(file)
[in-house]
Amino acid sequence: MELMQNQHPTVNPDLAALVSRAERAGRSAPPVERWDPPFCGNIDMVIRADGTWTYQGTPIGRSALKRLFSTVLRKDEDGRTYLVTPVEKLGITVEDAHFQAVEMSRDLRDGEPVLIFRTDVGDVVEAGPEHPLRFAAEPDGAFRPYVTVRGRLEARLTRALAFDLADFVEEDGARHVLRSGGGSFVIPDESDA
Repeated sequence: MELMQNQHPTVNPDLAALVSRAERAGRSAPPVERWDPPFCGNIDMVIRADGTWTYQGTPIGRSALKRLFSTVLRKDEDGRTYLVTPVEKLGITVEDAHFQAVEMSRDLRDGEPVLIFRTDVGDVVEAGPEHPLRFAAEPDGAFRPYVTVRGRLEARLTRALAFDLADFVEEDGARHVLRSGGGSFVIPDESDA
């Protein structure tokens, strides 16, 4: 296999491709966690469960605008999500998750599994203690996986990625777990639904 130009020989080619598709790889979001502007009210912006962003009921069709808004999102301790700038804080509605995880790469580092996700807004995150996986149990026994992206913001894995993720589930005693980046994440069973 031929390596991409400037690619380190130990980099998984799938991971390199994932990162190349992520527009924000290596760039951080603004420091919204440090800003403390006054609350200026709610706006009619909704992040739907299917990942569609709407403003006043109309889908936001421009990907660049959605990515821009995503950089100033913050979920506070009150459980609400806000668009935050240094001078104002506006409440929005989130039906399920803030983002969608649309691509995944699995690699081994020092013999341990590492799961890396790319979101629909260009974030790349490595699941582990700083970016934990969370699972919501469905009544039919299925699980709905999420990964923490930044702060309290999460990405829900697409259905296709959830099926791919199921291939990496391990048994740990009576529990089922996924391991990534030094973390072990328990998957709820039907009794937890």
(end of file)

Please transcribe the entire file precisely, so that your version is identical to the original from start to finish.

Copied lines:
[in-house]
Amino acid sequence: MELMQNQHPTVNPDLAALVSRAERAGRSAPPVERWDPPFCGNIDMVIRADGTWTYQGTPIGRSALKRLFSTVLRKDEDGRTYLVTPVEKLGITVEDAHFQAVEMSRDLRDGEPVLIFRTDVGDVVEAGPEHPLRFAAEPDGAFRPYVTVRGRLEARLTRALAFDLADFVEEDGARHVLRSGGGSFVIPDESDA
Repeated sequence: MELMQNQHPTVNPDLAALVSRAERAGRSAPPVERWDPPFCGNIDMVIRADGTWTYQGTPIGRSALKRLFSTVLRKDEDGRTYLVTPVEKLGITVEDAHFQAVEMSRDLRDGEPVLIFRTDVGDVVEAGPEHPLRFAAEPDGAFRPYVTVRGRLEARLTRALAFDLADFVEEDGARHVLRSGGGSFVIPDESDA
């Protein structure tokens, strides 16, 4: 296999491709966690469960605008999500998750599994203690996986990625777990639904 130009020989080619598709790889979001502007009210912006962003009921069709808004999102301790700038804080509605995880790469580092996700807004995150996986149990026994992206913001894995993720589930005693980046994440069973 031929390596991409400037690619380190130990980099998984799938991971390199994932990162190349992520527009924000290596760039951080603004420091919204440090800003403390006054609350200026709610706006009619909704992040739907299917990942569609709407403003006043109309889908936001421009990907660049959605990515821009995503950089100033913050979920506070009150459980609400806000668009935050240094001078104002506006409440929005989130039906399920803030983002969608649309691509995944699995690699081994020092013999341990590492799961890396790319979101629909260009974030790349490595699941582990700083970016934990969370699972919501469905009544039919299925699980709905999420990964923490930044702060309290999460990405829900697409259905296709959830099926791919199921291939990496391990048994740990009576529990089922996924391991990534030094973390072990328990998957709820039907009794937890």